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A Word, Please: You’re free to peruse this commentary in every sense of the word

Plastic boxes from dumpsters turned into bookshelves.
(Liz Moughon / Los Angeles Times)
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This week I learned that pretty much everyone who’s ever opined about the word “peruse” was wrong, kind of. And the people who corrected the people who opined wrongly were also wrong, kind of. And that I, myself, never quite understood the real deal with “peruse,” even though I thought I had it all figured out.

Here’s the most common way I see “peruse” used these days: “Peruse the charming boutiques.” “Peruse the delicious menu options.” “Peruse the aisles.” In other words, I see “peruse” used to mean “browse.”

Ten or 20 years ago, the only “peruses” I ever noticed referred to reading, not looking at merchandise. From here, the controversy heats up because there are different ways to read something. You can read something closely and carefully, you can skim it casually, or you can read it while paying just the normal amount of attention. And in the early 1900s, people started saying that only one of those is correct.

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“Peruse should not be used when the simple ‘read’ is meant,” argued author Frank Vizetelly in the 1906 “A Desk-Book of Errors in English,” which is cited in Merriam-Webster’s

Dictionary of English Usage. “Peruse,” Vizetelly argued, means “to read with care and attention … to examine with critical care and in detail.”

The idea caught on, and within a few decades this rule was standard in prescriptivist handbooks of English like Eric Partridge’s influential 1942 guide “Usage and Abusage.” “Peruse is not synonymous with ‘to read,’ for it means to read thoroughly, read carefully from beginning to end,” Partridge wrote. “One peruses a contract, one reads an (ordinary) advertisement.”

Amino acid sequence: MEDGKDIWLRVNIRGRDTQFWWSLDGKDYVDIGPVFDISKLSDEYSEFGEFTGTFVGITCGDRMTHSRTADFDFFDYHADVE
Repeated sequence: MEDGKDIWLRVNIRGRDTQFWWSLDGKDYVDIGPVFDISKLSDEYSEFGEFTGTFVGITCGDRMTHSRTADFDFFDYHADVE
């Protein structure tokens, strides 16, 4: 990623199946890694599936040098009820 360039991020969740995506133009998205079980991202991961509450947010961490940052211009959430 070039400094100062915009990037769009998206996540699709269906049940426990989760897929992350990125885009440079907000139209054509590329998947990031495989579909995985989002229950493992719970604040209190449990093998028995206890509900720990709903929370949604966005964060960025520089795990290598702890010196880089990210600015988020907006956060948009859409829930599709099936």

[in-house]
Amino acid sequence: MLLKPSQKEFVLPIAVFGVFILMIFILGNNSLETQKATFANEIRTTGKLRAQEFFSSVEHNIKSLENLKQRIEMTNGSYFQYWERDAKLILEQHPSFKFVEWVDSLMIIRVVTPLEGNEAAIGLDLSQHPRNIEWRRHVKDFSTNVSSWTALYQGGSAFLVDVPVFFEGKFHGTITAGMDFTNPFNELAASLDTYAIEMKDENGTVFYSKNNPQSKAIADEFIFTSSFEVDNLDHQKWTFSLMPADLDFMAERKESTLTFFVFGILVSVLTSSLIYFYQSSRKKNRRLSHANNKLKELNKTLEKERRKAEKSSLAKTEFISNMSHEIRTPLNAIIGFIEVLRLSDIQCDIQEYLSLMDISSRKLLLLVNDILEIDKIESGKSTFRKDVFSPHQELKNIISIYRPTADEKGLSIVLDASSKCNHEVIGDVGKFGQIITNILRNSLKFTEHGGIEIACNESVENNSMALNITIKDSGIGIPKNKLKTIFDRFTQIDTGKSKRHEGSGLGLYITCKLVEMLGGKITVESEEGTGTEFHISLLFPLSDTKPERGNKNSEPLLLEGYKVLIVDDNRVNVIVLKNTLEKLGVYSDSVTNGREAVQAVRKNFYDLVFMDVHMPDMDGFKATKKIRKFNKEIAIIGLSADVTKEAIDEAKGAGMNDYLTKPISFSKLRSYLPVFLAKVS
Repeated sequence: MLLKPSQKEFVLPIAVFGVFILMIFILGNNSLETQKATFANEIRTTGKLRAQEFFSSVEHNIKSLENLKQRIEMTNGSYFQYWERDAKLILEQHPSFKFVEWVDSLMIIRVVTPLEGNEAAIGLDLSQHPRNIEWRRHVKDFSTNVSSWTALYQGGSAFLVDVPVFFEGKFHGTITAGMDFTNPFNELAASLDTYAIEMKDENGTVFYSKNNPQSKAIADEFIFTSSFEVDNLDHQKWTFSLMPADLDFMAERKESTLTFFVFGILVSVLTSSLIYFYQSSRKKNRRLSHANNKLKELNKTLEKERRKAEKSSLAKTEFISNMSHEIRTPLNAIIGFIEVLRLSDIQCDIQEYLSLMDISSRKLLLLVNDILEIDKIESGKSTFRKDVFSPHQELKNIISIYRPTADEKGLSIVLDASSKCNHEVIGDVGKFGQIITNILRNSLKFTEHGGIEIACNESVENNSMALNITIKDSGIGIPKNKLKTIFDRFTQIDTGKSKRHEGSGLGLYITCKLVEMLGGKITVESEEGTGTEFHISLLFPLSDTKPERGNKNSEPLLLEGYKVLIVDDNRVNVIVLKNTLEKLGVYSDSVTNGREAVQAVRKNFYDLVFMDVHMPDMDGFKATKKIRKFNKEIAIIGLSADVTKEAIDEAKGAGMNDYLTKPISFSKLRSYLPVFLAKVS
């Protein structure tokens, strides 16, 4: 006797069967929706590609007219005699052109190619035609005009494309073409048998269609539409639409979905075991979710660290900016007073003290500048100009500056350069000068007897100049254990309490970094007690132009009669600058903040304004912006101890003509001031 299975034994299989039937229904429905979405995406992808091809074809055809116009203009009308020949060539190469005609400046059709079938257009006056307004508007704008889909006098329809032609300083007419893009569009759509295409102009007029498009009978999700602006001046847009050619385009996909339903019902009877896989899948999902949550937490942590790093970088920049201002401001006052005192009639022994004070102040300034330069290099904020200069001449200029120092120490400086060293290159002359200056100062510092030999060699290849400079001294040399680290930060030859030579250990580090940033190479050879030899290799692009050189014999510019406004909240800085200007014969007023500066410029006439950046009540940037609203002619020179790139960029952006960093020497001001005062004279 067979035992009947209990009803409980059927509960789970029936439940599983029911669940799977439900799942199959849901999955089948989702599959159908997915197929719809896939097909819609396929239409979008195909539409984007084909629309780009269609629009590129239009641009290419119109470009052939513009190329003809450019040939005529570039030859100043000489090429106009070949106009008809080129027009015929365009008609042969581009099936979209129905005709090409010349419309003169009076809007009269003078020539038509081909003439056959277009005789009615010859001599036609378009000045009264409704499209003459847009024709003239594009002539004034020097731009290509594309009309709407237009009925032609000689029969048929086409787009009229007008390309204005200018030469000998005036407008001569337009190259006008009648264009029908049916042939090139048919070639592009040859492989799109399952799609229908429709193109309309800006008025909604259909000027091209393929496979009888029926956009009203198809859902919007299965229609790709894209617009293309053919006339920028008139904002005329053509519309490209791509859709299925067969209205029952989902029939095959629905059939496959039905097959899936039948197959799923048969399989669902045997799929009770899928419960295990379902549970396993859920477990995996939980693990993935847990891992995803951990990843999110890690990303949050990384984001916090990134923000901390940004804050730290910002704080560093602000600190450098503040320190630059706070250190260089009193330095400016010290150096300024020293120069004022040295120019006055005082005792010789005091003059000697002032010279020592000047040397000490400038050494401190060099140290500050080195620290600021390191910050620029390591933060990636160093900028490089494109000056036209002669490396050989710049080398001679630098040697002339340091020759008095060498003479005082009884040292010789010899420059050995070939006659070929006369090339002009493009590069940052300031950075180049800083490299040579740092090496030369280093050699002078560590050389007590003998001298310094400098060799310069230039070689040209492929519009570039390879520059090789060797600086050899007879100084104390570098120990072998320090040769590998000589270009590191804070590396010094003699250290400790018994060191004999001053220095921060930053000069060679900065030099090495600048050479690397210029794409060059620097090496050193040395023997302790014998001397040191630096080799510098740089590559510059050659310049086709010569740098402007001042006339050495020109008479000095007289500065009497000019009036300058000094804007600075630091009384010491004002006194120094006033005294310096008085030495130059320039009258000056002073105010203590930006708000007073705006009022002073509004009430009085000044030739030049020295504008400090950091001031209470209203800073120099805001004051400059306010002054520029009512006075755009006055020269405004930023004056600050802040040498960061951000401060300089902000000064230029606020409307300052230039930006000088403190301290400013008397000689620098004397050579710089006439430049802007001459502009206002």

The idea stuck, and to this day anyone who uses “peruse” to mean “skim” or “read” can draw sneers from adherents of this long-held belief.

Ending a sentence or clause with a preposition is nothing to be afraid of, writes grammar expert June Casagrande.

May 14, 2024

Strangely, though, it seems Vizetelly based this rule on nothing but his own beliefs. “While we cannot be sure, it appears that this notion of the correct use of ‘peruse’ was Vizetelly’s own invention,” Merriam’s explains. “It was certainly born in disregard of dictionary definitions of the word and in apparent ignorance of the literary traditions on which those dictionary definitions were based.”

What “literary traditions” might those be? Plenty. Notably, lots and lots of passages from Shakespeare, who used “peruse” to mean “read” all the time. A few examples cited in Merriam’s: “I have perused the note” (“The Taming of the Shrew”). “Peruse this writing here, and thou shalt know the treason that my haste forbids me to show” (“Richard II”). “Both they and we, perusing o’er these notes, may know wherefore we took the sacrament” (“King John”). William Wordsworth, Jane Austen, Benjamin Franklin and Jonathan Swift also used “peruse” in the more liberal sense, according to Merriam’s.

So when Vizetelly laid down his rule, he was saying, “Do as I say, not as revered writers have done for centuries.” And people listened.

How, then, should modern English speakers use “peruse”? Merriam-Webster’s Collegiate Dictionary (not the same as the usage guide cited above) lists the stricter definition first: “to examine or consider with attention and in detail, study.” But its secondary definition “to look over or through in a casual or cursory manner” can mean to skim a written passage. It can even mean to look at things other than text, like items on shelves in a boutique. So even the loosest usage of “peruse” is acceptable. The dictionary’s final definition, “to read,” allows for careful or hasty reading. Both are fine.

“Yes; one of our definitions for ‘peruse’ is ‘to skim,’” the dictionary explains in a usage note. “However, you should be aware that another of our definitions for this word is ‘to read something in detail.’ Some usage guides feel that the ‘read carefully’ sense is correct and that the ‘skim’ sense is not. Both have been in widespread use for some four hundred years.”

June Casagrande is the author of “The Joy of Syntax: A Simple Guide to All the Grammar You Know You Should Know.” She can be reached at JuneTCN@aol.com.

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